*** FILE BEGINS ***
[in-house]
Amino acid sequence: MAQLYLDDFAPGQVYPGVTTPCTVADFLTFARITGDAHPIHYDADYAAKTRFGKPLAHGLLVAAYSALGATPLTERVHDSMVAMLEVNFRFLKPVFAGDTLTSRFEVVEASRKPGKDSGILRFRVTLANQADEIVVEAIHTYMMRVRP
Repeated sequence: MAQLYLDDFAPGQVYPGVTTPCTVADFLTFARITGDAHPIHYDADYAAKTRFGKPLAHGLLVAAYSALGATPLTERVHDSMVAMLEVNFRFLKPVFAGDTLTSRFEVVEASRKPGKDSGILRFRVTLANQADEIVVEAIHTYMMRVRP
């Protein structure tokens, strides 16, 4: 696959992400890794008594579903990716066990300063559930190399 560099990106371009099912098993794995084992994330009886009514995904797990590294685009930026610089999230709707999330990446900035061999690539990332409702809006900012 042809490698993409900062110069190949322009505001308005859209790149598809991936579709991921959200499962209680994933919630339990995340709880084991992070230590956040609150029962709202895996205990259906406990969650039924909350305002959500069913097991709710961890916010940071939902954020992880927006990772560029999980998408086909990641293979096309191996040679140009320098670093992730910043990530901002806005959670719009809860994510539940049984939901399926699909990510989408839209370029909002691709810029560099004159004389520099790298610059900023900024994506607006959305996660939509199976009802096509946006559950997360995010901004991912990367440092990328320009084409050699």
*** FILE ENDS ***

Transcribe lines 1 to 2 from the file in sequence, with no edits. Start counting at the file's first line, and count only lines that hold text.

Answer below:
[in-house]
Amino acid sequence: MAQLYLDDFAPGQVYPGVTTPCTVADFLTFARITGDAHPIHYDADYAAKTRFGKPLAHGLLVAAYSALGATPLTERVHDSMVAMLEVNFRFLKPVFAGDTLTSRFEVVEASRKPGKDSGILRFRVTLANQADEIVVEAIHTYMMRVRP